Hell and Satan are not that unique in their domain but some of the demon descriptions are, and there is always that touch of the Hughes’ trademark wry humor.  What happens when a mostly anti-social, highly intelligent, pretty good in the good-vs-evil fight  number cruncher makes a deal with the devil? Some would go for fame, riches, power or lust but Chesney chooses to do good as a superhero likened after his favorite comic book, about a UPS courier called The Driver.  And like most heroes, Chesney has a sidekick, a reluctant Jimmy Cagney acting, rum swilling demon named, Xaphan.

But being a superhero isn’t so easy, as Peter Parker well knows, and Chesney must face other demons than Hell’s; a possible manipulation of forces seen but not known, a disgruntled detective and two women who seem to be attracted to the hero uniform.  Chesney thinks it’s all simple and that he’s thought everything out but it gets convoluted, and one deal with the Devil can lead to tricks and traps.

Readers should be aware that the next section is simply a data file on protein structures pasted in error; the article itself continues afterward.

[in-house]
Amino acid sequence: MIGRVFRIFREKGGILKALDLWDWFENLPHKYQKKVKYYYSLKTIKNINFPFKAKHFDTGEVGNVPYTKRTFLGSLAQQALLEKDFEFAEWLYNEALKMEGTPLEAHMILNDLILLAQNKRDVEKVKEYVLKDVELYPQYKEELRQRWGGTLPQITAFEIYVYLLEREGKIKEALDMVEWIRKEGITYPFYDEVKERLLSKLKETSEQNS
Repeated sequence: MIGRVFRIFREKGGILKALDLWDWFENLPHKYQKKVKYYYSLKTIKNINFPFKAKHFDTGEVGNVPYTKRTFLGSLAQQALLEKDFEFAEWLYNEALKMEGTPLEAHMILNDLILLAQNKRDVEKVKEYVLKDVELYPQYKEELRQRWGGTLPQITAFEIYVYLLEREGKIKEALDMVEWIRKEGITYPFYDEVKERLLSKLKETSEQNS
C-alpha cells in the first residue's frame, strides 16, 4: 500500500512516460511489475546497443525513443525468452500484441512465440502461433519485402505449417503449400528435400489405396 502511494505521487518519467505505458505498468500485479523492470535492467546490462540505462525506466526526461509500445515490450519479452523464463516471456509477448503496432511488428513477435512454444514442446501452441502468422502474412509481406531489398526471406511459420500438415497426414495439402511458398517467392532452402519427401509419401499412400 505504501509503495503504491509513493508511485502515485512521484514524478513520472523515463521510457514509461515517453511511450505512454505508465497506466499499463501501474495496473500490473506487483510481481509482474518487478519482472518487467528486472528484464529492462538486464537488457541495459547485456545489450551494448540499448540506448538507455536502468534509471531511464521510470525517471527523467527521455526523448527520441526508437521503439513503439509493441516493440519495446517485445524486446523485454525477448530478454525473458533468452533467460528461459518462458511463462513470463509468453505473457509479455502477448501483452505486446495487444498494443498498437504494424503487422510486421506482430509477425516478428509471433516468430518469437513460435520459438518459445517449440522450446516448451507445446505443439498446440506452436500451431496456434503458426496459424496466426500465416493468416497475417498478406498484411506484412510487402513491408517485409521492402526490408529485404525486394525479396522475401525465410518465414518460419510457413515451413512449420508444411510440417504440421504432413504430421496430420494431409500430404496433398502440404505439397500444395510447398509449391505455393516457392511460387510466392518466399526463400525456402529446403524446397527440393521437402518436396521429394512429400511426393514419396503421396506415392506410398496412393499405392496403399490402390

Hughes’ bow to comic books is carried off well. There are also not many writers that can use the word “darkling” where it fits so perfectly, or “wuthering.” Wuthering…I  don’t think anyone has dared to use it since Wuthering Heights.  If there were any faults with this book I would say I don’t really get the title and it seems awkward. Damned, sure that refers to all the goings on with Hell. But Damned Busters? It’s a little vague. I’d also hope where this book has a strong-willed righteous mother and two rather feisty femme fatales who veer some from stereotypes that we might see more variance in  the second book but those are minor quips.

Since I”ve been “sinning” and eating cheese, which I shouldn’t I’ll compare this story to a cheddar cheese (which I do love). It’s not like Velveeta which casts aspersions on the good name of cheese. Nor is it some cheap plasticky, slightly bouncy orange-colored thing. It’s not a Kraft cheese nor one you would find in most chain grocery stores. It is a cheese of respectable lineage from a specialty shop; a tongue tingling, well-aged, firm cheddar where the cows were sung to every morning while they were being milked.  I’d give Damned Busters a solid eight cheese wheels worth of fun and entertainment. A Hell of a good read.